Time to repay student loans?

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If you are one of the 40 million students in the United States saddled with student loan debt, it makes sense to know your options. You are definitely not alone, since student debt has climbed to a record high of more than $1.2 trillion, an 84 percent jump since the recession began in 2008.

Many graduates are finding that careful planning and self-discipline go a long way toward retiring their debt.

Know your loan
You must first completely understand your particular loan(s). Details about your lender, balance and status determine your options for repayment and, if possible, forgiveness. You can contact your school for help in locating your lenders and/or loan records if you can’t find them online or in your files.

It’s important to stay in touch with your lenders, both federal and private. If you move or change your phone number or email address, notify them right away. If their efforts to contact you fail, it could cost you a lot more money in the future.
Ignoring your student loan is perhaps the worst avenue to take, since it leads to delinquency and default. For federal loans, you are technically in default after nine months of missed payments. When this happens, your total loan becomes due, the amount soars, your credit score tanks, and the government can garnishee your wages and take your tax refunds! With private loans, it happens even quicker and any co-signers, perhaps your parents or grandparents, are put at risk.

Each loan has its own requirements. Upon graduation, you need to know the grace period before your first payment. Federal Stafford loans give you six months. Perkins loans give you nine. But for federal PLUS loans, it is based on the issue date. If you have private loans, it differs. Your lender will review this so you won’t miss that first payment.

Know your options
Federal loan payments are automatically based on a standard ten-year repayment. But don’t panic. If this is too hard on you, you should be able to change the plan at a later date. Keep in mind that extending your payment period will lower your monthly payment, but it will also increase the amount of interest you will pay.

Options to consider include the Income Based Repayment (IBR) and Pay As You Earn, which cap payments at a percentage of your discretionary income every year and forgive any debt after no more than 25 years of payments.
Keep in mind that your private loan is not eligible for Income Based Repayment or other federal loan plans, deferments or forgiveness. On the other hand, your private lender may be able to offer other options, typically with added fees. They may allow you to make interest-only payments for a while. You will need to read your loan paperwork carefully before you meet with your private lender.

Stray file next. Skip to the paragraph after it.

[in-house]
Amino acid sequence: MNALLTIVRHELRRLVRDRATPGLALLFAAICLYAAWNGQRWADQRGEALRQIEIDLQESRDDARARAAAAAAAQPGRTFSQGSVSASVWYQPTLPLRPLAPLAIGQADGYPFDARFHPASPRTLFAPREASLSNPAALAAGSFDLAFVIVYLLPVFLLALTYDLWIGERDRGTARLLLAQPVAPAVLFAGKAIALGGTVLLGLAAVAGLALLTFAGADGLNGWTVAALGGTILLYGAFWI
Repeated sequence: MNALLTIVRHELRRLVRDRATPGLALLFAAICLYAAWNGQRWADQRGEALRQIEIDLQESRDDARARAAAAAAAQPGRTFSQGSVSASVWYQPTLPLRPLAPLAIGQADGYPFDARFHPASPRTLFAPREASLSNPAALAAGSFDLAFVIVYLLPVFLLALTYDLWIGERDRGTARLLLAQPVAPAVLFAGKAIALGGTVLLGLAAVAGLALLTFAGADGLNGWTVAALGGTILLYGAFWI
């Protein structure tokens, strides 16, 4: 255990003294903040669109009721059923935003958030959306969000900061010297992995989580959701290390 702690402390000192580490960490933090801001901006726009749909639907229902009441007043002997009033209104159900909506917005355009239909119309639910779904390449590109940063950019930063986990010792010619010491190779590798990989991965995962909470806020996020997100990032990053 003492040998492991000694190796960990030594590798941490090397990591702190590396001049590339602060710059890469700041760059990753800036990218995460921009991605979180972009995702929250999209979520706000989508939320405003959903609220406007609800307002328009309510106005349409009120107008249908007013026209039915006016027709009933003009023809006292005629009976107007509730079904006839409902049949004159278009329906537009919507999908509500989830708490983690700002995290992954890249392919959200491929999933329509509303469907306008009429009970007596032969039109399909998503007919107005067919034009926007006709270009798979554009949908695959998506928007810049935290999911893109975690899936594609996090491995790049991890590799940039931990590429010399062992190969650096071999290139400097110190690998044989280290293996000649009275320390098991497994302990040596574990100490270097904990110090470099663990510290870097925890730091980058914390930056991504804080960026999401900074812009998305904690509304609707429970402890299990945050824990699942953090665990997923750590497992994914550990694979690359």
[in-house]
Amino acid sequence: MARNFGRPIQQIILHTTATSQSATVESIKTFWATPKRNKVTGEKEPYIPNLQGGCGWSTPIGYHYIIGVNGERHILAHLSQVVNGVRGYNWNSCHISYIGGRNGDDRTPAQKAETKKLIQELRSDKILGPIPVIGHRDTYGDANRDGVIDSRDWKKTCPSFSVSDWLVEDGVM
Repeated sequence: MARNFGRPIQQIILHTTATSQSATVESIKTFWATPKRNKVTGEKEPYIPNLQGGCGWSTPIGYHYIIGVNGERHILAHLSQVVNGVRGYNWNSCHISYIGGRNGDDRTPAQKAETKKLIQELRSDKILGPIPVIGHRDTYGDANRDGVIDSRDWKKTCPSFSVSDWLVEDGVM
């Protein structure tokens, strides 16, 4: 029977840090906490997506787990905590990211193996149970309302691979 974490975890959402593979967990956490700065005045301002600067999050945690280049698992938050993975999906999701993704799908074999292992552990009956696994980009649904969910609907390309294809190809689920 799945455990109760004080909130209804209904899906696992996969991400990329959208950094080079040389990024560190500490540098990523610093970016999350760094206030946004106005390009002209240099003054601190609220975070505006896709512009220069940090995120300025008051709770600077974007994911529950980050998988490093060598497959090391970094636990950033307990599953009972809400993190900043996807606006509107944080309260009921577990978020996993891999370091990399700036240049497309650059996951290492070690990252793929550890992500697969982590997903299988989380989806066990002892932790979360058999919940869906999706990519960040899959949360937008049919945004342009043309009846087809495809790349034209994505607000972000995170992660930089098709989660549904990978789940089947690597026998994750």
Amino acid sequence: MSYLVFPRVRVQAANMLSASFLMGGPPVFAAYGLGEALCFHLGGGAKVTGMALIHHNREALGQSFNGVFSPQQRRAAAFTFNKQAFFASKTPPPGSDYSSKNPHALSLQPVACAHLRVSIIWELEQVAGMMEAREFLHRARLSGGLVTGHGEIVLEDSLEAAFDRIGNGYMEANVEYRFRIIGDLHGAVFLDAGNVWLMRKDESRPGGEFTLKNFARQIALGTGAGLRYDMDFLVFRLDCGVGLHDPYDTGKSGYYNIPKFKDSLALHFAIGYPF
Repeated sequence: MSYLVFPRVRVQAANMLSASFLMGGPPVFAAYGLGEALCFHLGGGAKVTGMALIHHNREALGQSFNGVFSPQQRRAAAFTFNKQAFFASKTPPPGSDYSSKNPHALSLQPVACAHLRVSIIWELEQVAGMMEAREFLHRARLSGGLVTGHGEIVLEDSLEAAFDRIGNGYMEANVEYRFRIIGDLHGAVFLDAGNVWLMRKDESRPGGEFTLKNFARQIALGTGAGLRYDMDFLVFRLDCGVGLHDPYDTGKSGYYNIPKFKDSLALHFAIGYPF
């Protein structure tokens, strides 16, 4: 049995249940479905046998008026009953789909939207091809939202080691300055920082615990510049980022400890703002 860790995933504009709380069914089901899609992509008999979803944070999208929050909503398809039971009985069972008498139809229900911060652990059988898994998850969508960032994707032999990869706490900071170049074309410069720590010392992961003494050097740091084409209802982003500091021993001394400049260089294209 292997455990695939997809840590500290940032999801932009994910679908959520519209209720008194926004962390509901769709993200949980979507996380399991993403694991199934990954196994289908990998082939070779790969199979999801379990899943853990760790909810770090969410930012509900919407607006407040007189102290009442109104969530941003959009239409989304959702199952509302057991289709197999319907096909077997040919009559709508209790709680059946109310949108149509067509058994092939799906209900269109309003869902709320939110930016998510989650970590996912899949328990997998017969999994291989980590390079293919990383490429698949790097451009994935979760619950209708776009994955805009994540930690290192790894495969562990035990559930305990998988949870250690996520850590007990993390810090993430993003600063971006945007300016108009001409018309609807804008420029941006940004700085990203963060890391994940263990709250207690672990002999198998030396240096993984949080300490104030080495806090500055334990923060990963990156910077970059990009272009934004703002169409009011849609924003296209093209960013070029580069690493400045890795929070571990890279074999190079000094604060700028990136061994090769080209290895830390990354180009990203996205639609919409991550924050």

Whatever you do, don’t worry. If you are having difficulty finding a job after graduation or you experience unforeseen financial situations, or perhaps a health issue crops up, there are ways to postpone your federal loan payments. These are deferments and forbearance. Just remember that if you choose deferment due to unemployment or some type of forbearance, interest may continue to accrue.

Forgiveness may be available after ten years if you work in the public or nonprofit arena. Public Service Loan Forgiveness is a federal program that forgives any student debt remaining after ten years of qualifying payments for people in government, nonprofit and other public service jobs. There are other federal loan forgiveness plans available for AmeriCorps and Peace Corps volunteers, teachers, nurses, state, school and private programs.

On the other hand, let’s assume you are making more money than expected in your job and can afford to pay more than the required monthly amount on your loan. This is perhaps the best way to lower the total amount you will pay over the life of your loan, since you are lowering the amount of interest due.

If you are lucky enough to be in a position of early payoff, consider paying off your loans that have the highest interest rates first. Private loans usually have higher interest rates than federal loans.

You could also check into a consolidation loan, which simply takes all of your student loans and rolls them into one, thereby creating one monthly payment. It’s not wise to consolidate your federal loans into a private loan because you may

lose any repayment options and borrower benefits such as unemployment deferments and loan forgiveness programs. You never know when you may need to take advantage of one of those plans.

Paying off your student loans won’t happen overnight, but with planning and foresight, your future will be more secure knowing you are on the right path to financial success. HLM

Sources: ibrinfo.org, nslds.ed.gov and studentloanborrowerassistance.org.